Ryan Lavarnway and Josh Zeid continued their brilliant performances in Seoul, Korea, for Team Israel in the World Baseball Classic, helping to elevate the huge underdog to the second round of play, which will take place in Tokyo.
Lavarnway, who had a struggling major league career mostly with the Red Sox, and is hopeful of hooking on with Oakland, is the Yale product who tore up the Ivy League with his batting. Zeid, a pitcher who starred at Hamden Hall, is also unsigned by an MLB club, after a promising start with Houston. He’s now pitching with the New Britain Bees of the independent Atlantic League.
After Israel’s 4-2 victory over the star filled Netherlands team, Lavarnway was named the Most Valuable Player in Pool A of the WBC. He batted .556 with a .692 on base percentage, .889 slugging percentage, one home run, three walks and three RBI’s while catching all three of Israel’s games.
He also had a key “caught stealing” throw in the opener.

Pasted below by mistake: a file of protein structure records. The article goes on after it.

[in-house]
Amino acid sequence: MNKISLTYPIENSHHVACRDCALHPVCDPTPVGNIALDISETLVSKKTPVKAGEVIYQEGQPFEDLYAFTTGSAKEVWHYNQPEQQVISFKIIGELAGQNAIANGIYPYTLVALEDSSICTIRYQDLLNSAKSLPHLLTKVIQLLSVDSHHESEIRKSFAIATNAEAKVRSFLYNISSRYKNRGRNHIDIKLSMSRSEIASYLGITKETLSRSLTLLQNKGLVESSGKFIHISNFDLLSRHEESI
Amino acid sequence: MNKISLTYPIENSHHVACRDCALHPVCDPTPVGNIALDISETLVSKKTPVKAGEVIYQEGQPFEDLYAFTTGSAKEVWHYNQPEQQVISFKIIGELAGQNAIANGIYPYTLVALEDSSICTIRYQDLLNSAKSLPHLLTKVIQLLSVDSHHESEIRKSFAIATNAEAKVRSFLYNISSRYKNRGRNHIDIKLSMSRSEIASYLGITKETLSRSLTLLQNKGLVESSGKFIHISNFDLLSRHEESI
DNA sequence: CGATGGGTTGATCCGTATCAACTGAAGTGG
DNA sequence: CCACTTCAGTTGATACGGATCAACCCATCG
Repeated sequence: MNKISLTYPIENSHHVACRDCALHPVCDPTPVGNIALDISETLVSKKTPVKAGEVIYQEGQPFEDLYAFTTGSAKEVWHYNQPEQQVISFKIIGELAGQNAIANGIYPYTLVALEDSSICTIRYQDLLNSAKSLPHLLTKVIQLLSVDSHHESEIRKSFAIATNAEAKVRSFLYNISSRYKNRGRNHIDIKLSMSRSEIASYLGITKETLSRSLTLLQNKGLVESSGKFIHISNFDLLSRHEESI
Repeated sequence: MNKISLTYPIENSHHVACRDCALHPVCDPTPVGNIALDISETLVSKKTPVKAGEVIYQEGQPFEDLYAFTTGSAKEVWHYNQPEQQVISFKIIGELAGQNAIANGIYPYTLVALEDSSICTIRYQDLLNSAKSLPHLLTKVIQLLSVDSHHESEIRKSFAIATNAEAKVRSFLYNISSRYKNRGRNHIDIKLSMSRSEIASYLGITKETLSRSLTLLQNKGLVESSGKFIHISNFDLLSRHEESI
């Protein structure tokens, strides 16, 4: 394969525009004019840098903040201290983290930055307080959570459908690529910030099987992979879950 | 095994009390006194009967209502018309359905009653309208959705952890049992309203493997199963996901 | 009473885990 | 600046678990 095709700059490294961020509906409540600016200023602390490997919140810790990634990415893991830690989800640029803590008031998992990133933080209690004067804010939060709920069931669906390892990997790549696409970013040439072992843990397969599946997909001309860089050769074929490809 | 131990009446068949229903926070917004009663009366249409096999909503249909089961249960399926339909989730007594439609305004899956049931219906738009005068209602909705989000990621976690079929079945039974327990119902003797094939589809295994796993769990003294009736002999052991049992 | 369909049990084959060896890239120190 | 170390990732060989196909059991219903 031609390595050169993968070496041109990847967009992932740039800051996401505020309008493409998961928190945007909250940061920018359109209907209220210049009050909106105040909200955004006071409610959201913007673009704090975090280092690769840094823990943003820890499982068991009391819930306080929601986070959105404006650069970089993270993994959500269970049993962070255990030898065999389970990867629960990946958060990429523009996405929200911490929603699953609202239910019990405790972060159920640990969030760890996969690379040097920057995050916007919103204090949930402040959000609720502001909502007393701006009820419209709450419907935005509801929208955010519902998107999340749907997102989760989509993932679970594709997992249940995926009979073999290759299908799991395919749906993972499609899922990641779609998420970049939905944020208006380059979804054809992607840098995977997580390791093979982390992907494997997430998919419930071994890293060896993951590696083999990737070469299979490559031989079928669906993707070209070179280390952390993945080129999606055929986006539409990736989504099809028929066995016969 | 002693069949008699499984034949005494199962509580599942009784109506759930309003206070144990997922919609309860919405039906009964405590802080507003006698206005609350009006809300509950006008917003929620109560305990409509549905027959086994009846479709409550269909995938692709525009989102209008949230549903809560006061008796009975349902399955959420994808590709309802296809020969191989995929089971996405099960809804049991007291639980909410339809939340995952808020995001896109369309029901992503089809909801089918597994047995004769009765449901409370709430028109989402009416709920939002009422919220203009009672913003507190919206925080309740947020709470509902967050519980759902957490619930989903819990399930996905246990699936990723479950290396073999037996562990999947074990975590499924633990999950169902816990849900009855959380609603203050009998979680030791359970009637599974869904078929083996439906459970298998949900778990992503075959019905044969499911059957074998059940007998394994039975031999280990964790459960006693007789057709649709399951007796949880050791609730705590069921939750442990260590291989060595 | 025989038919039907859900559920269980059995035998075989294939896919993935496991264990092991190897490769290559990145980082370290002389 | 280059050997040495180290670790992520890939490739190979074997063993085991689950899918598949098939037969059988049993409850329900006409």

Zeid had saves in the two biggest games
Zeid got the saves in games #1 and #3, first going three tension-packed innings against host Korea. Then, facing the Netherlands, he hurled two more frames under pressure. With Israel ahead 4-1 and one out in the eighth, the Netherlands loaded the bases. Jonathan Schoop (Baltimore Orioles) was at the plate. He hit a potential double play grounder but a run came in on an error and everybody was safe.
Then with the dangerous Didi Gregorius, a popular figure here with Yankee fans, the next batter, Zeid induced another ground ball and Didi was doubled up.
Ex-Met Ike Davis chipped in
As it did in the previous game, Israel put up a crooked number (3) in the first inning. Key hits were made by ex-New York Met Ike Davis, and Lavarnway with an RBI single.
Few if any expected Israel to win even one game, much less three. The team, unlike most of those in the Classic, does not have a single active major leaguer, and the win yesterday was over the Netherlands, a team with several MLB players including Gregorius and Boston’s Xander Bogaerts.
Now, along with the Netherlands who came in second in the pool, Israel moves on to stiffer competition in Pool E, which takes place in the Tokyo Dome starting this weekend. It will face Japan, Cuba, Australia, and China, as well as the Netherlands again.
Israel’s first baseman, Nate Freiman, remarked that “coming into Seoul, saying we are coming into this pool and we want to advance, that might have struck some people as a little unlikely. But I think now, maybe a little bit less.”
The baseball world is taking notice. Could there be another miracle from the desert?